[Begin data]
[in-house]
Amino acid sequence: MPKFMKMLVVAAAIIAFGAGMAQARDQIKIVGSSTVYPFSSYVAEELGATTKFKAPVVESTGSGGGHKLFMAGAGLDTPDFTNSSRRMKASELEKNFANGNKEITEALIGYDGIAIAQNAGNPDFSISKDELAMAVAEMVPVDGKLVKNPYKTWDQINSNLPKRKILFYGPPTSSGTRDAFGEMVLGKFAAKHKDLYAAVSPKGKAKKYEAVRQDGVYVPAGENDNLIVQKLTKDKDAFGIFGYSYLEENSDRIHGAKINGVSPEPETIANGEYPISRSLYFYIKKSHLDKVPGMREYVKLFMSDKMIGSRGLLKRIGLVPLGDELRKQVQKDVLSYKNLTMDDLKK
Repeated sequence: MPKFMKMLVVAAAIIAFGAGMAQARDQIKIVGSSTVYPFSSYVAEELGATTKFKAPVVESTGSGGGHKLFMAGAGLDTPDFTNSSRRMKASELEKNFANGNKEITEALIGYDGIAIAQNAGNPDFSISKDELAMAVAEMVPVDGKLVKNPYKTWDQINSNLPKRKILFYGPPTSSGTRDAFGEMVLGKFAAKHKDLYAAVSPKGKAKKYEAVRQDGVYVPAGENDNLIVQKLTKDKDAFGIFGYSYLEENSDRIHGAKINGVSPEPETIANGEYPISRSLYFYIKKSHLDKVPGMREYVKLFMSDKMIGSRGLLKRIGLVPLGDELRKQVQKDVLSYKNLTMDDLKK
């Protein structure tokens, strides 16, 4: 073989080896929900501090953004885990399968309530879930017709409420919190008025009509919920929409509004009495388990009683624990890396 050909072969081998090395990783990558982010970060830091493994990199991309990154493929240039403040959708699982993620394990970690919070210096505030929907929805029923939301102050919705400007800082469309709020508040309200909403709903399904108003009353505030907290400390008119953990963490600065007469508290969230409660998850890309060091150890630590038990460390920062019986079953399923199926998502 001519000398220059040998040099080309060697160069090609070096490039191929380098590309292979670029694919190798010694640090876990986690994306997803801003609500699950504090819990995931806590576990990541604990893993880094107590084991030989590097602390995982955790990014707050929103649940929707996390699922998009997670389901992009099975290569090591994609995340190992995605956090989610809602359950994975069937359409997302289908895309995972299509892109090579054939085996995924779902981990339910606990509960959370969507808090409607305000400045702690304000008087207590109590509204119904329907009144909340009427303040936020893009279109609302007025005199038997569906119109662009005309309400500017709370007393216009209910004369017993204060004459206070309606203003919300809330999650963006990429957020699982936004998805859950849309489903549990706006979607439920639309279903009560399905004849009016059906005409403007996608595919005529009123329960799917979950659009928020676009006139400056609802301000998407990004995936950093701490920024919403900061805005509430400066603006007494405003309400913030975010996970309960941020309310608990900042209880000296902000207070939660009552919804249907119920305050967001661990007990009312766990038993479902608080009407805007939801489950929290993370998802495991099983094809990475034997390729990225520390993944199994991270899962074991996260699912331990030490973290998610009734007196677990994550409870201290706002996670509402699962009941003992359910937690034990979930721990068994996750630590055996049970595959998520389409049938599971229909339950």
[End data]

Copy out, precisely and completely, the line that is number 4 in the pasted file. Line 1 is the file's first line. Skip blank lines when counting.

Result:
């Protein structure tokens, strides 16, 4: 073989080896929900501090953004885990399968309530879930017709409420919190008025009509919920929409509004009495388990009683624990890396 050909072969081998090395990783990558982010970060830091493994990199991309990154493929240039403040959708699982993620394990970690919070210096505030929907929805029923939301102050919705400007800082469309709020508040309200909403709903399904108003009353505030907290400390008119953990963490600065007469508290969230409660998850890309060091150890630590038990460390920062019986079953399923199926998502 001519000398220059040998040099080309060697160069090609070096490039191929380098590309292979670029694919190798010694640090876990986690994306997803801003609500699950504090819990995931806590576990990541604990893993880094107590084991030989590097602390995982955790990014707050929103649940929707996390699922998009997670389901992009099975290569090591994609995340190992995605956090989610809602359950994975069937359409997302289908895309995972299509892109090579054939085996995924779902981990339910606990509960959370969507808090409607305000400045702690304000008087207590109590509204119904329907009144909340009427303040936020893009279109609302007025005199038997569906119109662009005309309400500017709370007393216009209910004369017993204060004459206070309606203003919300809330999650963006990429957020699982936004998805859950849309489903549990706006979607439920639309279903009560399905004849009016059906005409403007996608595919005529009123329960799917979950659009928020676009006139400056609802301000998407990004995936950093701490920024919403900061805005509430400066603006007494405003309400913030975010996970309960941020309310608990900042209880000296902000207070939660009552919804249907119920305050967001661990007990009312766990038993479902608080009407805007939801489950929290993370998802495991099983094809990475034997390729990225520390993944199994991270899962074991996260699912331990030490973290998610009734007196677990994550409870201290706002996670509402699962009941003992359910937690034990979930721990068994996750630590055996049970595959998520389409049938599971229909339950």